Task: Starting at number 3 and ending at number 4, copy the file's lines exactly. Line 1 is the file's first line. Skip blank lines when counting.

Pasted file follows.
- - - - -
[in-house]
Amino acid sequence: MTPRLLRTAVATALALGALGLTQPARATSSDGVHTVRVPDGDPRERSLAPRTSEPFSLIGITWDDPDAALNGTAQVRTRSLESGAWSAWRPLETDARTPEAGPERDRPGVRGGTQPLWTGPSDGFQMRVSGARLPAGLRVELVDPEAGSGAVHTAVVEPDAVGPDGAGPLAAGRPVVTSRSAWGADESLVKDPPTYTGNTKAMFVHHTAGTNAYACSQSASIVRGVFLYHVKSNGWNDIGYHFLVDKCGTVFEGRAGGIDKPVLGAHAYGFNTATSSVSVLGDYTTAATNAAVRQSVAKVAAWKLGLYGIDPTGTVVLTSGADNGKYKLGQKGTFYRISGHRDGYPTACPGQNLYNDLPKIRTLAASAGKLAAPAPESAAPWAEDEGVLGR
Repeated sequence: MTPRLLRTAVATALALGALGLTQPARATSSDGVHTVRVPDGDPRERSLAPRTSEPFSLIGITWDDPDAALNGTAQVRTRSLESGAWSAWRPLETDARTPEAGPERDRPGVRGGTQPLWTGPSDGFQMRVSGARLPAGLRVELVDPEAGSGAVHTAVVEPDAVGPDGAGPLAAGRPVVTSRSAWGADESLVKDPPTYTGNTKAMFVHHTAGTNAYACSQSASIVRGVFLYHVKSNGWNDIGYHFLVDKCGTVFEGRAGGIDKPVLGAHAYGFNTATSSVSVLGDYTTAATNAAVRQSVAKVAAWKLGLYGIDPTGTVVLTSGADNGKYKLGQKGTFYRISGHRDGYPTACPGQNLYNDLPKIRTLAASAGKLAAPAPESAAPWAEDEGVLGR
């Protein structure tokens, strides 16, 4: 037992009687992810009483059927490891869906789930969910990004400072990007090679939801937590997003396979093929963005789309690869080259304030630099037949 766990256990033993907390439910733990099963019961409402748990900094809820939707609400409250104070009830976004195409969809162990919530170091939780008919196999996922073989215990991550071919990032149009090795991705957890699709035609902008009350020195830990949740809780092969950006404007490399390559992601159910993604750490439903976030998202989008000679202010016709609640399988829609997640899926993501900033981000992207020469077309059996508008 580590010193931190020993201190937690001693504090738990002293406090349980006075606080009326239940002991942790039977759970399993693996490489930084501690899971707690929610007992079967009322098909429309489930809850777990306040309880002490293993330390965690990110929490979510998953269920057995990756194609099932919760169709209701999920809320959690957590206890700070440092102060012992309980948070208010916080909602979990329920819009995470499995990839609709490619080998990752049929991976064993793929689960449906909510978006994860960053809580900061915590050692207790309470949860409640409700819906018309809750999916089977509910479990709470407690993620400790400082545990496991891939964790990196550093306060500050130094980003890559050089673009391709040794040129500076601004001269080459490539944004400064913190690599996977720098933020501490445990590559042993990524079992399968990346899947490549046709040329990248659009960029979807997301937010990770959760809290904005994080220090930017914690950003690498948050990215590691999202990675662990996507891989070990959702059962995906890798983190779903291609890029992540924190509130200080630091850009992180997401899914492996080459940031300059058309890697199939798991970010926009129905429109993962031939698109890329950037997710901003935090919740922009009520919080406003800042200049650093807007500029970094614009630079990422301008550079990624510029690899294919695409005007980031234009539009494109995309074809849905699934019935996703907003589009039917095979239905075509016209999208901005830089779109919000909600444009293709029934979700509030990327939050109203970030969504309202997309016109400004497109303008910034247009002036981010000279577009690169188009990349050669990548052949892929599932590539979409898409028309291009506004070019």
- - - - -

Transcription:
Repeated sequence: MTPRLLRTAVATALALGALGLTQPARATSSDGVHTVRVPDGDPRERSLAPRTSEPFSLIGITWDDPDAALNGTAQVRTRSLESGAWSAWRPLETDARTPEAGPERDRPGVRGGTQPLWTGPSDGFQMRVSGARLPAGLRVELVDPEAGSGAVHTAVVEPDAVGPDGAGPLAAGRPVVTSRSAWGADESLVKDPPTYTGNTKAMFVHHTAGTNAYACSQSASIVRGVFLYHVKSNGWNDIGYHFLVDKCGTVFEGRAGGIDKPVLGAHAYGFNTATSSVSVLGDYTTAATNAAVRQSVAKVAAWKLGLYGIDPTGTVVLTSGADNGKYKLGQKGTFYRISGHRDGYPTACPGQNLYNDLPKIRTLAASAGKLAAPAPESAAPWAEDEGVLGR
């Protein structure tokens, strides 16, 4: 037992009687992810009483059927490891869906789930969910990004400072990007090679939801937590997003396979093929963005789309690869080259304030630099037949 766990256990033993907390439910733990099963019961409402748990900094809820939707609400409250104070009830976004195409969809162990919530170091939780008919196999996922073989215990991550071919990032149009090795991705957890699709035609902008009350020195830990949740809780092969950006404007490399390559992601159910993604750490439903976030998202989008000679202010016709609640399988829609997640899926993501900033981000992207020469077309059996508008 580590010193931190020993201190937690001693504090738990002293406090349980006075606080009326239940002991942790039977759970399993693996490489930084501690899971707690929610007992079967009322098909429309489930809850777990306040309880002490293993330390965690990110929490979510998953269920057995990756194609099932919760169709209701999920809320959690957590206890700070440092102060012992309980948070208010916080909602979990329920819009995470499995990839609709490619080998990752049929991976064993793929689960449906909510978006994860960053809580900061915590050692207790309470949860409640409700819906018309809750999916089977509910479990709470407690993620400790400082545990496991891939964790990196550093306060500050130094980003890559050089673009391709040794040129500076601004001269080459490539944004400064913190690599996977720098933020501490445990590559042993990524079992399968990346899947490549046709040329990248659009960029979807997301937010990770959760809290904005994080220090930017914690950003690498948050990215590691999202990675662990996507891989070990959702059962995906890798983190779903291609890029992540924190509130200080630091850009992180997401899914492996080459940031300059058309890697199939798991970010926009129905429109993962031939698109890329950037997710901003935090919740922009009520919080406003800042200049650093807007500029970094614009630079990422301008550079990624510029690899294919695409005007980031234009539009494109995309074809849905699934019935996703907003589009039917095979239905075509016209999208901005830089779109919000909600444009293709029934979700509030990327939050109203970030969504309202997309016109400004497109303008910034247009002036981010000279577009690169188009990349050669990548052949892929599932590539979409898409028309291009506004070019």